The Daredevil Circus Spectacular was a rather short-term entertainment offering at the park. Photo by Alan S. Dalinka.

After the event, Melissa Valiquette shared with MousePlanet that the "Disney on Broadway" performance series will return in January, during the 2018 Epcot International Festival of the Arts. Final details have not yet been announced. As for the daily entertainment around World Showcase, Christopher Stewart shared that Epcot will continue to have "more groups that showcase a wider variety of entertainment offerings" from the countries represented. While some performing groups are making return visits—like Bodh'aktan at Canada pavilion in recent weeks—others are entirely new to Epcot.

Looking ahead to the Epcot International Festival of the Holidays, Mostly Kosher is scheduled to perform. The group has also previously performed at Disneyland. Photo by Alan S. Dalinka.

Epcot35 Celebrations Conclude with Special Fireworks

For much of Epcot's history, its evenings end with a "kiss goodnight" of fireworks. Indeed, most of those fireworks shows have been named "IllumiNations" in one form or another, and, since the Millenium Celebration got underway in late 1999, the show, "IllumiNations: Reflections of Earth," has been performed continuously.

For the finale to the October 1 showing of IllumiNations, a special finale was added featuring bits of music from previous fireworks shows and celebrating Epcot's past and future. Although a rather windy evening, Epcot concluded its first day of its 36th year with a spectacle.

IllumiNations: Reflections of Earth concluded with a special fireworks finale which we presented Live on our Facebook page. Video by Alan S. Dalinka.

Epcot Changed the World

Although not discussed in specific terms through the park's celebrations, Epcot really changed not only Walt Disney World, but theme parks in general, and, perhaps, aspects of the world. Even beyond the technologies developed or adapted for the attractions and the applications some have beyond theme parks, Epcot introduced the public on a scale not seen before to touch screens, video conferencing, and more. It seemed very futuristic to park guests in the early 1980s that Epcot attractions counted them entering or exiting an attraction by having them cross through invisible beams of light shining on sensors rather than turnstile clicks, for example. Now, we take that sort of technology for granted and it is in wide use at theme parks and elsewhere.

With regard to visiting Walt Disney World Resort itself, with the opening of Epcot, longer stays at the Resort began to be actively encouraged. The "Vacation Kingdom of the World," now had two theme parks to visit in addition to all of the rest of the Resort's amenities. Guests were introduced to the concept of "park hopping," using a single, multi-day ticket that was a "passport" to all of the attractions beyond the park gate; Epcot was the first Disney park built without the classic hub-and-spoke style of Disneyland.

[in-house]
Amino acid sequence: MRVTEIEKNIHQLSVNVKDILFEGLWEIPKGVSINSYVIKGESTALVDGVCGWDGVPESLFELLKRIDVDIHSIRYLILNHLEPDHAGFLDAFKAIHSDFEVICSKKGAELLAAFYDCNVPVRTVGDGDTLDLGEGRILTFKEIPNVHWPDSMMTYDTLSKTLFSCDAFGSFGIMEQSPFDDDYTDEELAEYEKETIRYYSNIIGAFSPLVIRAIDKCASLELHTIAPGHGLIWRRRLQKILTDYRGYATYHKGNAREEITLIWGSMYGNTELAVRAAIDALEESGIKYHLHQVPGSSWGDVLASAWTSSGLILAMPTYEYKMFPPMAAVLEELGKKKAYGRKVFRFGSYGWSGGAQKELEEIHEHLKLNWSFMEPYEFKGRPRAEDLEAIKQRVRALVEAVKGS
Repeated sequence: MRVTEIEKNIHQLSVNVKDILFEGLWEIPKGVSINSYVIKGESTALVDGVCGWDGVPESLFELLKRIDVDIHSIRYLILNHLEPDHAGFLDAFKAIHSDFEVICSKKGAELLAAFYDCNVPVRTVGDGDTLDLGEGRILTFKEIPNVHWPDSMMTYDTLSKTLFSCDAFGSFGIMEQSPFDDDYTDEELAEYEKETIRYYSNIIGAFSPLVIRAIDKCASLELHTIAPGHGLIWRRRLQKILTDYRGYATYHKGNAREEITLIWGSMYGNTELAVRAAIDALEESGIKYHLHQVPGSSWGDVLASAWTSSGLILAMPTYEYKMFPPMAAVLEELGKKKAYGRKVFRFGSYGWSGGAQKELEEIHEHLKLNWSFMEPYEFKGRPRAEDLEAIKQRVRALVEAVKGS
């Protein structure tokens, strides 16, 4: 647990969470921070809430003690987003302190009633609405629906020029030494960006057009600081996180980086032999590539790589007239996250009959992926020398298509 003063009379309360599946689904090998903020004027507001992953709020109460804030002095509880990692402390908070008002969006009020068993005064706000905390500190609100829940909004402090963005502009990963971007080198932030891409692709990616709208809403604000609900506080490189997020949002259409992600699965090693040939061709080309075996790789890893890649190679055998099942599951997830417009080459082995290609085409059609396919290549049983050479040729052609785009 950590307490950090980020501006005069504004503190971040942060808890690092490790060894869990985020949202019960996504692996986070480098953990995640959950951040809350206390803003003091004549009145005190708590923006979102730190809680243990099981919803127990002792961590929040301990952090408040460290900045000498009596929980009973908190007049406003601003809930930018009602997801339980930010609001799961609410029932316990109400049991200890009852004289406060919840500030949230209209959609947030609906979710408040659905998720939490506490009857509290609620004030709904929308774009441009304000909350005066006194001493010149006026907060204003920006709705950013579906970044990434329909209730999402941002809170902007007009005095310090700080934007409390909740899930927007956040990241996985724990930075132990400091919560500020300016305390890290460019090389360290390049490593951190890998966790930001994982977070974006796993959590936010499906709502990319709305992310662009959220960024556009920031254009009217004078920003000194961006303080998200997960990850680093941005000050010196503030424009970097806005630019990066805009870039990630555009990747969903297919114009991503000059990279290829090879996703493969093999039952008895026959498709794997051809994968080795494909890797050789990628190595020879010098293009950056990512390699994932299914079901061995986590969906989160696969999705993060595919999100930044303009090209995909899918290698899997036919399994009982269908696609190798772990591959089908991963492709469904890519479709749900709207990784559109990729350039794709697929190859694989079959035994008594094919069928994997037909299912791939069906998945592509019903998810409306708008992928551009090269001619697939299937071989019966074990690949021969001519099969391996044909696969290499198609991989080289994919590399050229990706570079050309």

While some regional theme parks that opened around the country in the 1970s may have started the trend toward the "pay a single admission and play all day" model—like the 1976 opening of Marriott's Great America in Illinois and California—Disney's books of A, B, C, D, and E-tickets for individual attractions at Magic Kingdom and Disneyland continued for quite awhile in the face of that trend. Yet, Epcot never used the lettered tickets. By the time I first visited Epcot in the summer of 1983, the Magic Kingdom had phased out the lettered tickets (though, they could be redeemed at face value toward the purchase of park admission). Even Disneyland had phased out its lettered tickets by the time I visited Anaheim in the summer of 1984 (Disneyland was still using lettered tickets when I first visited in 1976).

Disneyland Passport: 1984
A 1984 "souvenir" from Disneyland not long after EPCOT CENTER opened. From the personal collection of Alan S. Dalinka.

With the rapid pace of technology change, it seems to be a continuing and daunting challenge to present a view of the future that does not quickly feel dated. For Disneyland and Magic Kingdom, we have seen several "new" Tomorrowlands attempt to address that challenge. For Epcot in general, and Future World in particular, that challenge is plain to see after 35 years. A major overhaul is coming, but Disney Parks' leaders so far have released only a tiny bit of what they are planning when they say that they intend to make Epcot "more timeless." Hopefully, we will not have to wait too long. Be sure to keep following MousePlanet on Twitter and Facebook as well as our weekly Walt Disney World Resort updates on MousePlanet.com for the latest news about the future of Epcot.

The leadership of D23 joined Mickey Mouse and friends on stage after the conclusion of the Fanniversary Celebration and received a thumbs-up from the official Disney photographer. Photo by Alan S. Dalinka.